Business Excellence Awards
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The time for pension reform is upon us, as the state readies for the coming special session of the General Assembly, scheduled to take place soon after Columbus Day.
To recap for those who have not been in Rhode Island for the last couple years – the state’s public-employee pension funds are staring at unfunded liabilities of about $9 billion. By fiscal 2013 (as in, the next fiscal year), 16 cents of every dollar collected from Ocean State taxpayers will go to covering the accrued and future obligations of state pensioners. And soon after that, the number will grow to more than one-quarter of tax revenue.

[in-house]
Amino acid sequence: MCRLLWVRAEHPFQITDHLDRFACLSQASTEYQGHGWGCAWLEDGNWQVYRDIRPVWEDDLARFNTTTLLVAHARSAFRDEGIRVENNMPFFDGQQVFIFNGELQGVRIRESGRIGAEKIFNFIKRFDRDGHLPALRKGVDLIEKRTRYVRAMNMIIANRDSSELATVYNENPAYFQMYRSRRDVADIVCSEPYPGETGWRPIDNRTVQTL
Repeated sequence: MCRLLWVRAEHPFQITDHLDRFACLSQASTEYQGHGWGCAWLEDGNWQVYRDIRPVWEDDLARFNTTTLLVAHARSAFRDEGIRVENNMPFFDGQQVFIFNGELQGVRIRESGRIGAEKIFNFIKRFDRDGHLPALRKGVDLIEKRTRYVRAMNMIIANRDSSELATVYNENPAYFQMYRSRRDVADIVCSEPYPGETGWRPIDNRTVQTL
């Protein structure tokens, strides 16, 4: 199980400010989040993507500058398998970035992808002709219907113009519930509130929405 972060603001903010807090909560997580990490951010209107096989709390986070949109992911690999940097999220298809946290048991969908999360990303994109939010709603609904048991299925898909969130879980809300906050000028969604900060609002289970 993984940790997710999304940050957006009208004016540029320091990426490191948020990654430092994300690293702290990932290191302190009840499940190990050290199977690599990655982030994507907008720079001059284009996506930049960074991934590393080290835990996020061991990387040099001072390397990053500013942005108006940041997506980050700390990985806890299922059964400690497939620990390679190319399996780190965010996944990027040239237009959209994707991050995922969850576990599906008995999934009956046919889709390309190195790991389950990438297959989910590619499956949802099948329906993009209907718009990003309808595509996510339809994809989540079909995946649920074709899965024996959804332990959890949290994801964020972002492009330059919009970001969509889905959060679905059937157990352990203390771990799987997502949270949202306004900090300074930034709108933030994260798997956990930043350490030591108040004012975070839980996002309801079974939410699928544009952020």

In a state that has persistently high unemployment and that has been forced to continue scaling back investment in its physical and intellectual infrastructure, those numbers are not good news.
As any business knows, it is rare that growth can come without investment. Thus the only solution is for the state to loosen the stranglehold that these pension obligations have on its ability to direct resources to its universities, its roads and bridges, and its entrepreneurial class, many with great ideas but a paucity of capital.
Leading the reform charge has been General Treasurer Gina M. Raimondo, who has done yeoman’s work in pushing the reform agenda. But she will need help, including from Gov. Lincoln D. Chafee, that is focused and unyielding on the goal of fixing this issue right now. Call the governor at 222-2080 and impress upon him the urgency of the matter. Call your state representatives, too.
We stand at a moment that will determine the economic future of Rhode Island. •